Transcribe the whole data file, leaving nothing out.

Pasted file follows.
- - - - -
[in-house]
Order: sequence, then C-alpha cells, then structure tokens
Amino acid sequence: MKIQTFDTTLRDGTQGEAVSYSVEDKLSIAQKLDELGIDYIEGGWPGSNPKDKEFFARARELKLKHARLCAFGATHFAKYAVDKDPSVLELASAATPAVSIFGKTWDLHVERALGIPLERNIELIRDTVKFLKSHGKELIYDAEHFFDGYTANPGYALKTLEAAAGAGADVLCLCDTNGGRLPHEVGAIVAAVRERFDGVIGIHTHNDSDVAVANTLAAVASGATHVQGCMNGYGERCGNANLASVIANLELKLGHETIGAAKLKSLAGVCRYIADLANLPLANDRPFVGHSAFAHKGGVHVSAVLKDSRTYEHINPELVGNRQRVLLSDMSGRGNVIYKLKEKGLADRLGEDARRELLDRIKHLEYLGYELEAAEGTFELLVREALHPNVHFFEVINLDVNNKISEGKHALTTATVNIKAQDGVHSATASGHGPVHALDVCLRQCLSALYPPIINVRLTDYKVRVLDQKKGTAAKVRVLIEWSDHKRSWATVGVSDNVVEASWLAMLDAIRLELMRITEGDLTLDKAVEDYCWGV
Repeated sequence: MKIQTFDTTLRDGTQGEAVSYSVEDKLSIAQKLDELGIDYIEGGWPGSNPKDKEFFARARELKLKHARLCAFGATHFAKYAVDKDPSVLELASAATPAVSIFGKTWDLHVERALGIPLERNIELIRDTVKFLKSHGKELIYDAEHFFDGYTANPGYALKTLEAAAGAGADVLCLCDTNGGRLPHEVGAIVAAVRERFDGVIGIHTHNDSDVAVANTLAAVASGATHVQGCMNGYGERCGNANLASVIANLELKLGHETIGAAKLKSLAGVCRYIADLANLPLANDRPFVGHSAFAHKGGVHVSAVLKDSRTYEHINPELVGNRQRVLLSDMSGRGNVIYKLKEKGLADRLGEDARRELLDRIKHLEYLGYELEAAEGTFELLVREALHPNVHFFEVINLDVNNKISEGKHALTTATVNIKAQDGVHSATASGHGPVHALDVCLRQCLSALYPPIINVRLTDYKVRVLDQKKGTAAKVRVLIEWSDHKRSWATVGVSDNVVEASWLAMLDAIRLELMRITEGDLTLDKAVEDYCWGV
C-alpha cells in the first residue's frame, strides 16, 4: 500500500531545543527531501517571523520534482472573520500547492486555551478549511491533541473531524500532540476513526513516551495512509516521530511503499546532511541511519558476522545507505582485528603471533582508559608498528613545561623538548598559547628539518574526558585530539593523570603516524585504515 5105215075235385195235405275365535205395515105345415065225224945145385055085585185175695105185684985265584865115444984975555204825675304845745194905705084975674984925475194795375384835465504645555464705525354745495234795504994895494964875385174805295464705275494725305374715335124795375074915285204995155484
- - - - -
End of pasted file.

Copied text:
[in-house]
Order: sequence, then C-alpha cells, then structure tokens
Amino acid sequence: MKIQTFDTTLRDGTQGEAVSYSVEDKLSIAQKLDELGIDYIEGGWPGSNPKDKEFFARARELKLKHARLCAFGATHFAKYAVDKDPSVLELASAATPAVSIFGKTWDLHVERALGIPLERNIELIRDTVKFLKSHGKELIYDAEHFFDGYTANPGYALKTLEAAAGAGADVLCLCDTNGGRLPHEVGAIVAAVRERFDGVIGIHTHNDSDVAVANTLAAVASGATHVQGCMNGYGERCGNANLASVIANLELKLGHETIGAAKLKSLAGVCRYIADLANLPLANDRPFVGHSAFAHKGGVHVSAVLKDSRTYEHINPELVGNRQRVLLSDMSGRGNVIYKLKEKGLADRLGEDARRELLDRIKHLEYLGYELEAAEGTFELLVREALHPNVHFFEVINLDVNNKISEGKHALTTATVNIKAQDGVHSATASGHGPVHALDVCLRQCLSALYPPIINVRLTDYKVRVLDQKKGTAAKVRVLIEWSDHKRSWATVGVSDNVVEASWLAMLDAIRLELMRITEGDLTLDKAVEDYCWGV
Repeated sequence: MKIQTFDTTLRDGTQGEAVSYSVEDKLSIAQKLDELGIDYIEGGWPGSNPKDKEFFARARELKLKHARLCAFGATHFAKYAVDKDPSVLELASAATPAVSIFGKTWDLHVERALGIPLERNIELIRDTVKFLKSHGKELIYDAEHFFDGYTANPGYALKTLEAAAGAGADVLCLCDTNGGRLPHEVGAIVAAVRERFDGVIGIHTHNDSDVAVANTLAAVASGATHVQGCMNGYGERCGNANLASVIANLELKLGHETIGAAKLKSLAGVCRYIADLANLPLANDRPFVGHSAFAHKGGVHVSAVLKDSRTYEHINPELVGNRQRVLLSDMSGRGNVIYKLKEKGLADRLGEDARRELLDRIKHLEYLGYELEAAEGTFELLVREALHPNVHFFEVINLDVNNKISEGKHALTTATVNIKAQDGVHSATASGHGPVHALDVCLRQCLSALYPPIINVRLTDYKVRVLDQKKGTAAKVRVLIEWSDHKRSWATVGVSDNVVEASWLAMLDAIRLELMRITEGDLTLDKAVEDYCWGV
C-alpha cells in the first residue's frame, strides 16, 4: 500500500531545543527531501517571523520534482472573520500547492486555551478549511491533541473531524500532540476513526513516551495512509516521530511503499546532511541511519558476522545507505582485528603471533582508559608498528613545561623538548598559547628539518574526558585530539593523570603516524585504515 5105215075235385195235405275365535205395515105345415065225224945145385055085585185175695105185684985265584865115444984975555204825675304845745194905705084975674984925475194795375384835465504645555464705525354745495234795504994895494964875385174805295464705275494725305374715335124795375074915285204995155484